With how 2020 has been, it’s fair to say everyone has been more than a little stressed or had some difficulties with managing mental health concerns or taking time for yourself. Art therapy can be used as a medium to cope with anxiety, stress and as a way to release emotions and express yourself. You don’t have to be great at drawing, painting or sculpting to reap the benefits of art through art therapy.
Scottsdale contemporary artist Niki Woehler, who recently opened her own studio and gallery in Scottsdale, said her art is mostly abstract and she gets inspiration for her work from nature and incorporating textures and dimensions to create a dynamic piece of art.
“I do very organic textural art on canvas with predominantly acrylic paint and I also do resin on wood, plexiglass or aluminum panels, which end up looking really cool.”
She also recently completed a 54-foot-long, six-foot-tall commissioned installation for the CBRE offices in Phoenix, and a custom installation for the Indeed Scottsdale corporate offices. She also works with clients in their homes. “I’m really very fortunate that I get to do what I love and I wish everybody could say that,” Woehler said.
Woehler said art can be a way for people to release emotions and to relieve stress, which is how she got into art in the first place. “For me, painting was my way of escaping on the weekends or at the end of the day or from work or stress of life and I could just tune everything else out and lose myself in what I was doing,” Woehler said. “It’s amazing, I have told so many people that over the years, art has been the best therapy that money could ever pay for. It’s a really great way to not think about the things that are troubling you or to think about those things from a different perspective.
“I have had several canvases where I’m upset or sad or angry and I’ve thrown paint and screamed at canvases and cried and I’ve put on music and cranked it as loudly as I can, and I’ll sing a long and there is something so cathartic about being able to let those things go,” Woehler said. “I liken it to a pressure cooker, you let off a little steam and suddenly the pressure drops down and things start bubbling over, it’s kind of like that. And once you let off that initial steam and some of the emotions go, you can think more clearly.”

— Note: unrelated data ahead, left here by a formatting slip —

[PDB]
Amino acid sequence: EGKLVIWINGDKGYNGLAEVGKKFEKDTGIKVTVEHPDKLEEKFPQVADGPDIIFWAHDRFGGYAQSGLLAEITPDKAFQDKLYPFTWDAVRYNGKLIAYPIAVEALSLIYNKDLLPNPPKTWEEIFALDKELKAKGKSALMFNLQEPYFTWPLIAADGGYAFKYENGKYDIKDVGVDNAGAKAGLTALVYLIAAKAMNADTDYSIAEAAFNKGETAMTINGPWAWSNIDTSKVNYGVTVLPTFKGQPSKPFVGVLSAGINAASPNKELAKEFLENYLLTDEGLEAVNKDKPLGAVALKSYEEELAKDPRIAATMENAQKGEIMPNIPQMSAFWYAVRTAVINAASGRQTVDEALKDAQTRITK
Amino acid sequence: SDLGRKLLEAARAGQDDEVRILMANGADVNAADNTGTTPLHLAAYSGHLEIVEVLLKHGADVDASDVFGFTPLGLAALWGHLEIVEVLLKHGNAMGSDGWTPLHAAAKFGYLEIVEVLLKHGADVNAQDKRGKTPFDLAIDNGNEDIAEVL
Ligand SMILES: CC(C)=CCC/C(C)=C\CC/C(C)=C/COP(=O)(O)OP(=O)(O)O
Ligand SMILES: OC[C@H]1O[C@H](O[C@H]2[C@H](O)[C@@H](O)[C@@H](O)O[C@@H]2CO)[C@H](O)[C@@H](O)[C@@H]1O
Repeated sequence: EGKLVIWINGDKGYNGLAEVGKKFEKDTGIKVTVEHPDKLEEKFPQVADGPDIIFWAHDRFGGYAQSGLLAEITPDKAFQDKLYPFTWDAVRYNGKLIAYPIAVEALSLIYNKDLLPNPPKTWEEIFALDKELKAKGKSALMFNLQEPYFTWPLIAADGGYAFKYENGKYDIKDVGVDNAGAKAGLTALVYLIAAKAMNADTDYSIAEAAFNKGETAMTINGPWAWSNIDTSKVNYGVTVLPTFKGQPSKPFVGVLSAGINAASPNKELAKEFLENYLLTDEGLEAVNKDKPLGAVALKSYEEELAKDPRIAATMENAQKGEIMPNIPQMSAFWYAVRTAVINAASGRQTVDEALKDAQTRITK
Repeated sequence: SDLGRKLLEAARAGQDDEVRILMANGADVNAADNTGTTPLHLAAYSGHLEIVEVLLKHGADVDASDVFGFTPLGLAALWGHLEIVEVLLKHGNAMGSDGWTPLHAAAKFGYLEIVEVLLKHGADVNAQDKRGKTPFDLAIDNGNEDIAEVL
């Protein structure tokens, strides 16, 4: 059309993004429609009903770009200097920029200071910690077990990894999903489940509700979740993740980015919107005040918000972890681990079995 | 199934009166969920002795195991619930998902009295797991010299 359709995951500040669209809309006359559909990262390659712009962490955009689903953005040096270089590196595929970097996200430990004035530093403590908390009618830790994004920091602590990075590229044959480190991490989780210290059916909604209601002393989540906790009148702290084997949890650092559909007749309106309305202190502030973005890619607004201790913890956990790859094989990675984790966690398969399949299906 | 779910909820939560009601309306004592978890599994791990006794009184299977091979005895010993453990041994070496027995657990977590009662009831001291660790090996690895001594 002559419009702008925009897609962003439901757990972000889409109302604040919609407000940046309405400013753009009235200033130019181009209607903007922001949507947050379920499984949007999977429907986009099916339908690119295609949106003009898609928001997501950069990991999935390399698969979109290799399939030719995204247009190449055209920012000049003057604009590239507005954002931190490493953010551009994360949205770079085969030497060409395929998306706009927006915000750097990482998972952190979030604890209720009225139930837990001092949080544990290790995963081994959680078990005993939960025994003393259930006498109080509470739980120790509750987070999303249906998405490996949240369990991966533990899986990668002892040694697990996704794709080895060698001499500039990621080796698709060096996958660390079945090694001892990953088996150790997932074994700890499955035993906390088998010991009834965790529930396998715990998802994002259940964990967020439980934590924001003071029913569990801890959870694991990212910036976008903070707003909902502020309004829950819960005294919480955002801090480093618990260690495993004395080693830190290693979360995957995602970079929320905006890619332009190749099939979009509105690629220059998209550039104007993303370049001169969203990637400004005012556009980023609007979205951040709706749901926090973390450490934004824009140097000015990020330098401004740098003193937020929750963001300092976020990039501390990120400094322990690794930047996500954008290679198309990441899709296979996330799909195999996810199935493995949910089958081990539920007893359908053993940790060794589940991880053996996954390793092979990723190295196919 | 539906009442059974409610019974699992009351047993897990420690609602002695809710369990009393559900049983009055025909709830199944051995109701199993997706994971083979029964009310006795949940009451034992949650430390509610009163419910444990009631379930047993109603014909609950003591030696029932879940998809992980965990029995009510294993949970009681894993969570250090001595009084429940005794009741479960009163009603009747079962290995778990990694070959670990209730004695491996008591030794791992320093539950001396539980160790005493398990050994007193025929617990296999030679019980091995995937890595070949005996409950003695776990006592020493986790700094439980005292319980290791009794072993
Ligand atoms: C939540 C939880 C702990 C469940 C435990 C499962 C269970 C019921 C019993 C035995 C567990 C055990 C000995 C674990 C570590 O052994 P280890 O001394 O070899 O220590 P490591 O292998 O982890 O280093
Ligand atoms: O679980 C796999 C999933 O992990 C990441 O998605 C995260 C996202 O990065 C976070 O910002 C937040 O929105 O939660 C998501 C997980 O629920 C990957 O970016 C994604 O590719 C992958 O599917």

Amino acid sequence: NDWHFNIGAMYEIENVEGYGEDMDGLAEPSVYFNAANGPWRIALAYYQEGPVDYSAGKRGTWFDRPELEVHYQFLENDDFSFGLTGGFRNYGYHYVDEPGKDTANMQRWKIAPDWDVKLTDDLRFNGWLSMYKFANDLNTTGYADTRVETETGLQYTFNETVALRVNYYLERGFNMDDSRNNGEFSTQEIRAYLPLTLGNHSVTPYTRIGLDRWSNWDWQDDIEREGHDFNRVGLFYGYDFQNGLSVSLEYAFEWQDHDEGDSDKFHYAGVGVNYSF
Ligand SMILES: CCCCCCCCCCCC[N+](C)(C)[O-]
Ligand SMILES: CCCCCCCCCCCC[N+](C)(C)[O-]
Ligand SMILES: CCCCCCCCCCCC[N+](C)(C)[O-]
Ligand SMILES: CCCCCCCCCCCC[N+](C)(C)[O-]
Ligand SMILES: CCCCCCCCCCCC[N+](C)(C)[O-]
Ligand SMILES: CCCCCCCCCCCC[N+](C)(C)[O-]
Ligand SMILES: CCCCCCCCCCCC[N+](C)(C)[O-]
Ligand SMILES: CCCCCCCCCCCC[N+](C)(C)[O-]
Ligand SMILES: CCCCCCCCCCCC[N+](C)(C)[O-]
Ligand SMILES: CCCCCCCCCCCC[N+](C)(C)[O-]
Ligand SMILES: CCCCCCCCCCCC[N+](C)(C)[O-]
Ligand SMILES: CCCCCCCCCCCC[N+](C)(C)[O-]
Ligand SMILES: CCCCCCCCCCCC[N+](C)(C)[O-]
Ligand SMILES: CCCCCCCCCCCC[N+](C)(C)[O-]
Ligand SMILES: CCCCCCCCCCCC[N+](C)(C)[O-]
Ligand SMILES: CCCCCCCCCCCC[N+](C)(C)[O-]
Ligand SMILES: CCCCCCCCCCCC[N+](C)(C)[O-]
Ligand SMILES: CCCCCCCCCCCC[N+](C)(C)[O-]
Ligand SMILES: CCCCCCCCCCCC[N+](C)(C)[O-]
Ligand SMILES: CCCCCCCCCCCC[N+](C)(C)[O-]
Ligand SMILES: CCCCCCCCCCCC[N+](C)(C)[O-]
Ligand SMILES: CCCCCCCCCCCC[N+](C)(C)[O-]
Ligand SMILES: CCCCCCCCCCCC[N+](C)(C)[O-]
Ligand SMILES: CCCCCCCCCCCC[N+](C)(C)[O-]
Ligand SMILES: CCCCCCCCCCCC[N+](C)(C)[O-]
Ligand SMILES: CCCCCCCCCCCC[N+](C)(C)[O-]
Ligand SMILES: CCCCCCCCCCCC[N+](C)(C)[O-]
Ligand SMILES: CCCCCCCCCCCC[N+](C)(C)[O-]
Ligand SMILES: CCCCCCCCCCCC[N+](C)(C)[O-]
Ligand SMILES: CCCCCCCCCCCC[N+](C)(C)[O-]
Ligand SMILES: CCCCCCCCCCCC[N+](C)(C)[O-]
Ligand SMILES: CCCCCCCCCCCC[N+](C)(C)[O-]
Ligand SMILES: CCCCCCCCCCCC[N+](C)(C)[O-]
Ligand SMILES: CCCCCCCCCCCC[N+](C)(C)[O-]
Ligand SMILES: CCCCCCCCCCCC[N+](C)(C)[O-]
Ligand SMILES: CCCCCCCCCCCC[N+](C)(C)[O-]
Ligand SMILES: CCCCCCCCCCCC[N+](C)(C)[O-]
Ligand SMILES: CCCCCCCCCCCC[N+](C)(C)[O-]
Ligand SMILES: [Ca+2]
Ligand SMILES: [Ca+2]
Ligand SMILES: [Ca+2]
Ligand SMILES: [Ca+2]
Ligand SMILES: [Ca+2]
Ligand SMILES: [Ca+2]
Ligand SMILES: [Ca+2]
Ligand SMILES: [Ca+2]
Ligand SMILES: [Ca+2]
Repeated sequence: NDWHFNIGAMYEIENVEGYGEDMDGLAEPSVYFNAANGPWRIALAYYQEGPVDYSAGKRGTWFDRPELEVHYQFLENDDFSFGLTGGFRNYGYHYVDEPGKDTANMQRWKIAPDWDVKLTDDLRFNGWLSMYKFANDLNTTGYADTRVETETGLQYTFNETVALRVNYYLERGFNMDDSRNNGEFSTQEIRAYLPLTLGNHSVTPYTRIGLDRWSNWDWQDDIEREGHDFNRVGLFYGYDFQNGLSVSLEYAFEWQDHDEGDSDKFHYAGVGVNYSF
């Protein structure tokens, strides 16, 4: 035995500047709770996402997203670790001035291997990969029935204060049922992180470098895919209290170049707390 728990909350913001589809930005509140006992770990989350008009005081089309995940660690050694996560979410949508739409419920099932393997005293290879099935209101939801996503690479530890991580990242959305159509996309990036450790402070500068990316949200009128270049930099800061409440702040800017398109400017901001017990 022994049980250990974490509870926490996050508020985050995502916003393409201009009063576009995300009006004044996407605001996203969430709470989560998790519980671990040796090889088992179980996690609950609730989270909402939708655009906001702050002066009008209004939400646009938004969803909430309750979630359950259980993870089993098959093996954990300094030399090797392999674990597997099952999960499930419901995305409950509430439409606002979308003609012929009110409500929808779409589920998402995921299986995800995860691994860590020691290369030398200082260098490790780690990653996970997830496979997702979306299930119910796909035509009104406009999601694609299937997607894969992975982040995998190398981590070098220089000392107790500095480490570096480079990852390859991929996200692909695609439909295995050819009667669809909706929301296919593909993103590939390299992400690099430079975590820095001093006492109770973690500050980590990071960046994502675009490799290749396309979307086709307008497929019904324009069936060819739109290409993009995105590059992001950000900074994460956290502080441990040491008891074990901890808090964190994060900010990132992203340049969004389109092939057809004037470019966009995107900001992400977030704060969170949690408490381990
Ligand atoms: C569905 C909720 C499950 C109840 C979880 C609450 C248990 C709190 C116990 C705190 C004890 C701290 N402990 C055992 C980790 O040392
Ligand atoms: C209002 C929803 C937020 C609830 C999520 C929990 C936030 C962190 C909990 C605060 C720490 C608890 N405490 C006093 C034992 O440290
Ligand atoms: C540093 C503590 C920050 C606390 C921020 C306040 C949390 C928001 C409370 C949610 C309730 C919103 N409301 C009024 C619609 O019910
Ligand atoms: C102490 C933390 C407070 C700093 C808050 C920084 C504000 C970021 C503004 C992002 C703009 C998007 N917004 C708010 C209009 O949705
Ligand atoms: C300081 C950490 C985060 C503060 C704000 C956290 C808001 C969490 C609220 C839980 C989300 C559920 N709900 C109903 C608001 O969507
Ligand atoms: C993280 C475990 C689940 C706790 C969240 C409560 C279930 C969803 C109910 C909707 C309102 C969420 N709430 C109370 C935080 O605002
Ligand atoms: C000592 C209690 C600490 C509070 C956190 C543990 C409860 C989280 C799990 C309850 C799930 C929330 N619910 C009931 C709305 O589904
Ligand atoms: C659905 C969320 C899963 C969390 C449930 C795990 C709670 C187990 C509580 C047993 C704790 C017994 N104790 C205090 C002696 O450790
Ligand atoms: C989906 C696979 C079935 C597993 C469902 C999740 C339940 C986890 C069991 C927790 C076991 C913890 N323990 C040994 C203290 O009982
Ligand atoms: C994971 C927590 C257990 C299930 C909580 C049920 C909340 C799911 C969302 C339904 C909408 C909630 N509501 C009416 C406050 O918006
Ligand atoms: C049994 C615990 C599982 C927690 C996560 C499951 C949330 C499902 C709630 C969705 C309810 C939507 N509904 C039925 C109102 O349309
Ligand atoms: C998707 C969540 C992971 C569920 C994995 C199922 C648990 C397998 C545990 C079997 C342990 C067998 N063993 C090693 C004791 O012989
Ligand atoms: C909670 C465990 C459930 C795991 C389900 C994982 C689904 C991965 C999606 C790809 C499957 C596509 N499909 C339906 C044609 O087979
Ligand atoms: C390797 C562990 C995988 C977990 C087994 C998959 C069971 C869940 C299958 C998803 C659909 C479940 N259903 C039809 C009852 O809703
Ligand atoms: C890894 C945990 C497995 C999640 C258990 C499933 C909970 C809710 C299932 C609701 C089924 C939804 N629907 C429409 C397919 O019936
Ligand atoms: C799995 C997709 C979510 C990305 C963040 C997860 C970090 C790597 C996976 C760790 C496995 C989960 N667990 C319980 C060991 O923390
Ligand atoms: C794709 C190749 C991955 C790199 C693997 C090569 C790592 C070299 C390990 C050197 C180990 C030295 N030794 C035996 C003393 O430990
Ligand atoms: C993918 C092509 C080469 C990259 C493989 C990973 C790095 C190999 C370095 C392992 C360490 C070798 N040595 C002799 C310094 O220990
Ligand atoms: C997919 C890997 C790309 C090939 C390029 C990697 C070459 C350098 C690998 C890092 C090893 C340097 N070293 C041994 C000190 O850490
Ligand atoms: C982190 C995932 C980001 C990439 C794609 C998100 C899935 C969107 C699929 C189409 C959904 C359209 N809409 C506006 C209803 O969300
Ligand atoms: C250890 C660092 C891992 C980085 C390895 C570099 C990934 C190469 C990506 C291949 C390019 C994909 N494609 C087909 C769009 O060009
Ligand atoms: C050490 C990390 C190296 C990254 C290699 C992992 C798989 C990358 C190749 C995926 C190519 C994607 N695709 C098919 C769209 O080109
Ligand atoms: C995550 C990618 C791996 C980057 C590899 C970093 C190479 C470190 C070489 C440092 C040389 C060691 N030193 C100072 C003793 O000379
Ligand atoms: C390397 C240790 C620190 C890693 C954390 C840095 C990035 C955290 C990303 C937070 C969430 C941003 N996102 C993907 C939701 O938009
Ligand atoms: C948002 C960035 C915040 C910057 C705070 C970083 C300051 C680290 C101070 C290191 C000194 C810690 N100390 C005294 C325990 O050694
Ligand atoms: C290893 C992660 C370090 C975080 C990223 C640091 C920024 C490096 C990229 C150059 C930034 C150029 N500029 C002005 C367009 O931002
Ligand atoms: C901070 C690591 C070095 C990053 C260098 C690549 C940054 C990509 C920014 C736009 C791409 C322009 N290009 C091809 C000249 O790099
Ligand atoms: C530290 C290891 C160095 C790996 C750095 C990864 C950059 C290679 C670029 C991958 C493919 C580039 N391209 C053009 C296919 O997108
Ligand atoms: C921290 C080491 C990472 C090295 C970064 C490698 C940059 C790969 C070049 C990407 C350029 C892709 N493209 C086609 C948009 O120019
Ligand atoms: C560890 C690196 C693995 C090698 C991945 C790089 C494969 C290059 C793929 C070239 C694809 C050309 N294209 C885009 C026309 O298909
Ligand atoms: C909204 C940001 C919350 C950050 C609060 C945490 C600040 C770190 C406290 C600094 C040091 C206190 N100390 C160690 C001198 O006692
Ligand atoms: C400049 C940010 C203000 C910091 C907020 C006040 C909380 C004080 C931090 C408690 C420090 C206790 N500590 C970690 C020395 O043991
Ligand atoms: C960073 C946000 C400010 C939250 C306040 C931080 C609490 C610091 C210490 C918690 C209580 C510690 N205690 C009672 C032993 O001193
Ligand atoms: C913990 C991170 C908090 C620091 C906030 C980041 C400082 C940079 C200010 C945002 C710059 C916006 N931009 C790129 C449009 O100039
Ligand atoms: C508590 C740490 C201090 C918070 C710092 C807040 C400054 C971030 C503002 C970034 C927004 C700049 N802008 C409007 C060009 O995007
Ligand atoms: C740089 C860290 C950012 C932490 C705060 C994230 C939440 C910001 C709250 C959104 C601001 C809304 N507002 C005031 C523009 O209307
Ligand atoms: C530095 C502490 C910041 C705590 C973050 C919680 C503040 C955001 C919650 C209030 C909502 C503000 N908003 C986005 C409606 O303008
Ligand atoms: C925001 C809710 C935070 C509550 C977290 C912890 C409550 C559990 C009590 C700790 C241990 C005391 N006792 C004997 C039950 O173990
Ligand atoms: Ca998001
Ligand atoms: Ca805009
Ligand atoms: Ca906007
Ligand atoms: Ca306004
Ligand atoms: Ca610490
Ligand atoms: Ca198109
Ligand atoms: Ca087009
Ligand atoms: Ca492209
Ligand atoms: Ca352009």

If people are interested in getting into art but aren’t sure where to start, Woehler recommends starting with the medium you enjoy, such as drawing or painting and go from there.
“Do you ever find that sometimes just being able to say what’s bothering you gets you halfway to where you need to be to let something go or work through it? That’s that canvas or paper or whatever it is you’re working on, that’s that person. I think a lot of times we have our answers inside of us already… I think that’s part of what art does, is you’re not getting anybody else’s opinion or perspective on what’s troubling you. So by focusing on the painting, drawing, sculpting, whatever it is that you want to try, that’s allowing your brain to process quietly.”
In addition to creating her own art, Woelher also teaches workshops and classes including a throwing paint workshop. While some people might be hesitant to try an art class, Woehler said it’s a great way for people to express themselves and be able to experience something different.